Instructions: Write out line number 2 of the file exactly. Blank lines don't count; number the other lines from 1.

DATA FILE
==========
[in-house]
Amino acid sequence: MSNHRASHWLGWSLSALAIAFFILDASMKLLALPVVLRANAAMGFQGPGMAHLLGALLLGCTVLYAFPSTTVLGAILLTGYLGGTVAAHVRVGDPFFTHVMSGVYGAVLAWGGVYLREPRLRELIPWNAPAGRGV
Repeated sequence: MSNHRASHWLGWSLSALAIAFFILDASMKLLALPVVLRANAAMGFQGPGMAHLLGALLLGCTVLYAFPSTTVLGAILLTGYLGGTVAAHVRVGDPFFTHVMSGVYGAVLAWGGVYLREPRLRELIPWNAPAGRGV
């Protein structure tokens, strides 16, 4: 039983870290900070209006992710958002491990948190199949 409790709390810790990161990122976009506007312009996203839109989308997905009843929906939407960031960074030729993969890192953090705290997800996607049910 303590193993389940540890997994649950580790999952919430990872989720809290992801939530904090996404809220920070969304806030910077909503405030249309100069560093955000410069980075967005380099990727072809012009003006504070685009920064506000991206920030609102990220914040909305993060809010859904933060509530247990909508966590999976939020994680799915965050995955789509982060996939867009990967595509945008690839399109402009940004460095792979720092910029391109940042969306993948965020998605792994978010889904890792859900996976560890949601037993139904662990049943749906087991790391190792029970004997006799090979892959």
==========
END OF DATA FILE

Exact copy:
Amino acid sequence: MSNHRASHWLGWSLSALAIAFFILDASMKLLALPVVLRANAAMGFQGPGMAHLLGALLLGCTVLYAFPSTTVLGAILLTGYLGGTVAAHVRVGDPFFTHVMSGVYGAVLAWGGVYLREPRLRELIPWNAPAGRGV